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Double Standard for Drugs and Nutrients

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Why does a dangerous drug like Celebrex continue to be prescribed for arthritis and pain conditions, while kava-an extremely safe herb-gets pulled off the shelves? Health Canada issued a warning for the popular arthritis drug Celebrex in May 2002 after hundreds of reports of serious adverse reactions, including more than 70 case.

Why does a dangerous drug like Celebrex continue to be prescribed for arthritis and pain conditions, while kava an extremely safe herb gets pulled off the shelves?

Health Canada issued a warning for the popular arthritis drug Celebrex in May 2002 after hundreds of reports of serious adverse reactions, including more than 70 cases of stomach bleeding and 10 deaths. Approved in 1999, Celebrex has been prescribed as a safe pain medication and anti-inflammatory that does not cause stomach bleeding.

Common over-the-counter non-steroidal anti-inflammatory drugs (NSAIDS) such as ibuprofen and naproxen have been linked to stomach ulcers in those who take the pain medication regularly, with more than 120,000 people per year hospitalized for side-effects. More than 20 percent of those taking NSAIDS will get a stomach ulcer or gastrointestinal bleeding or, more seriously, kidney and liver damage. Celebrex was supposed to offer all the benefits of standard anti-inflammatory drugs without the dangers. Not so.

More than Stomach Ulcers

Research at the University of Pennsylvania Medical Center found Celebrex may also increase risk of heart attack and/or stroke.

Also, Celebrex is a sulpha drug, like some antibiotics and oral anti-diabetic drugs, and those with sulpha allergies must avoid it. Sulpha allergies affect five per cent of the population. Sadly, many people prescribed Celebrex are never told of the drug's dangerous side-effects.

Conversely, when an herb or nutritional supplement is found to have a problem, it is pulled from the shelves, deemed dangerous, printed in newspapers and discussed on every radio and television talk show in the country. Take kava, for example.

In August 2002, Health Canada issued a stop-sale order for all products containing kava. Health Canada and several regulatory agencies had received reports associating use of kava with serious liver dysfunction. Let's put that into perspective. There have been four cases of liver toxicity associated with kava-containing products reported in Canada none resulting in death. There have been three deaths worldwide, and based on data collected by Health Canada, those at risk for liver dysfunction linked to kava have pre-existing liver problems related to age and current drug or alcohol abuse.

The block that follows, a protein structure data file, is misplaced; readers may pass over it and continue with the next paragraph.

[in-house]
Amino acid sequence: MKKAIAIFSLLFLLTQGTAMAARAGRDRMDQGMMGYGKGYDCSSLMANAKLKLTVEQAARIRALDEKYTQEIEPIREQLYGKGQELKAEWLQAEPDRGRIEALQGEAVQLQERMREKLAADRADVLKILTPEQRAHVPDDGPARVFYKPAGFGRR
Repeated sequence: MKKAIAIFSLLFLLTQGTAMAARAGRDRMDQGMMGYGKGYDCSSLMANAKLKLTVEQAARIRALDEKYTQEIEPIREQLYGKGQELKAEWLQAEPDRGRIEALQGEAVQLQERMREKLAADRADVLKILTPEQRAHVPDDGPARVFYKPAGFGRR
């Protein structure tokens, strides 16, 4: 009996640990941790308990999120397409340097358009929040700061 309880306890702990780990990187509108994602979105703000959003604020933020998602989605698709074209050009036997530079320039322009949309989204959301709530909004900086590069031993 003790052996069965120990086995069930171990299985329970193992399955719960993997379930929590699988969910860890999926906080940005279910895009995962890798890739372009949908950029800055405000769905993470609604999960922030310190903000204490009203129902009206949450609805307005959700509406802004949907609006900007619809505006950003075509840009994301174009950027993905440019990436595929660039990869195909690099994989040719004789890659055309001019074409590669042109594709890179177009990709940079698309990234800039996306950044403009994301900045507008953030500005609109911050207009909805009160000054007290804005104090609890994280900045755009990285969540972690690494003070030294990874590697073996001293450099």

Double Death Standard

In contrast to kava, Celebrex has caused 10 deaths in less than three years and is still prescribed to unsuspecting people. In my public lectures and radio and television interviews, I am surprised how many people taking Celebrex have no idea about its serious side-effects. With the Health Canada warning and the known side-effects, you would think physicians would be phoning patients who have been prescribed Celebrex explaining the risks and offering alternatives. Heart attack, stroke and stomach ulcers and bleeding are not worth taking this drug. There are so many wonderful anti-inflammatory herbs and nutrients scientifically validated to reduce symptoms and treat the cause of arthritic pain and suffering. If you know someone taking Celebrex, please advise her of Health Canada's warning.

Common over-the-counter non-steroidal anti-inflammatory drugs have been linked to stomach ulcers in those who take the pain medication regularly, with more than 120,000 people per year hospitalized for side-effects.

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